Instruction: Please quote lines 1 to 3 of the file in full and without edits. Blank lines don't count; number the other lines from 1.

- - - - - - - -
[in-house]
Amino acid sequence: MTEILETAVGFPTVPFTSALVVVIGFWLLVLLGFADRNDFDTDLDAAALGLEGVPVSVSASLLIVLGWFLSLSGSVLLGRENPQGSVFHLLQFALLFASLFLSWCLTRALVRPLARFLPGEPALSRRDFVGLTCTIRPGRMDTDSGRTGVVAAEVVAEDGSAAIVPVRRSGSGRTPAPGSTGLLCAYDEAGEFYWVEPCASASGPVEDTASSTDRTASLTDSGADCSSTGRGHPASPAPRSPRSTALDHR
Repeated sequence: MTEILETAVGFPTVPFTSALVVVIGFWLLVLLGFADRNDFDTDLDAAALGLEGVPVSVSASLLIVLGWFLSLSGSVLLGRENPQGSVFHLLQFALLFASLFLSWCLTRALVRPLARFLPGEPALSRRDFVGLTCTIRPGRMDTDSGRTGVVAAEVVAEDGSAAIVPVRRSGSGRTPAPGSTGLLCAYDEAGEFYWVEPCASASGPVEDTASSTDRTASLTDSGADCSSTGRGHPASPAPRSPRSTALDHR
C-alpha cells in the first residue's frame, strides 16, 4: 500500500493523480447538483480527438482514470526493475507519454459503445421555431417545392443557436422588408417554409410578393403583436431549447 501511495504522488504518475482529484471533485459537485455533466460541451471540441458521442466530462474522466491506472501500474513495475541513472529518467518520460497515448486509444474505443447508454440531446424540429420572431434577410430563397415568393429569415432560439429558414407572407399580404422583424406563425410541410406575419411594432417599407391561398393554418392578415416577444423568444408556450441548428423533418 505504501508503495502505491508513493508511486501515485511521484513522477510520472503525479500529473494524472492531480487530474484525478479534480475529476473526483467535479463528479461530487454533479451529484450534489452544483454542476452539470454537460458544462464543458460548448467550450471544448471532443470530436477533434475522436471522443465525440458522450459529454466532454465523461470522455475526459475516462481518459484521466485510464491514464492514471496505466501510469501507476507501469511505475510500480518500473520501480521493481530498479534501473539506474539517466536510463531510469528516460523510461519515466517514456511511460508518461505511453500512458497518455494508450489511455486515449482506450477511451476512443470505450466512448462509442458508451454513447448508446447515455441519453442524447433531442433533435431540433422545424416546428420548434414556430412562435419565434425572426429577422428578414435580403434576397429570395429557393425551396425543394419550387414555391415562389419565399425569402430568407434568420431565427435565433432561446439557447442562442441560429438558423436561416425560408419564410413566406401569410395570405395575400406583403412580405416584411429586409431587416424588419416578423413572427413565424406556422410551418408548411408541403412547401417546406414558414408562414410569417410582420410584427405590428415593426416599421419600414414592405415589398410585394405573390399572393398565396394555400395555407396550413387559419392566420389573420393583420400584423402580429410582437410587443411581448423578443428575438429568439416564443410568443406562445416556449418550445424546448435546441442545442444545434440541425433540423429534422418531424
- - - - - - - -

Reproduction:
[in-house]
Amino acid sequence: MTEILETAVGFPTVPFTSALVVVIGFWLLVLLGFADRNDFDTDLDAAALGLEGVPVSVSASLLIVLGWFLSLSGSVLLGRENPQGSVFHLLQFALLFASLFLSWCLTRALVRPLARFLPGEPALSRRDFVGLTCTIRPGRMDTDSGRTGVVAAEVVAEDGSAAIVPVRRSGSGRTPAPGSTGLLCAYDEAGEFYWVEPCASASGPVEDTASSTDRTASLTDSGADCSSTGRGHPASPAPRSPRSTALDHR
Repeated sequence: MTEILETAVGFPTVPFTSALVVVIGFWLLVLLGFADRNDFDTDLDAAALGLEGVPVSVSASLLIVLGWFLSLSGSVLLGRENPQGSVFHLLQFALLFASLFLSWCLTRALVRPLARFLPGEPALSRRDFVGLTCTIRPGRMDTDSGRTGVVAAEVVAEDGSAAIVPVRRSGSGRTPAPGSTGLLCAYDEAGEFYWVEPCASASGPVEDTASSTDRTASLTDSGADCSSTGRGHPASPAPRSPRSTALDHR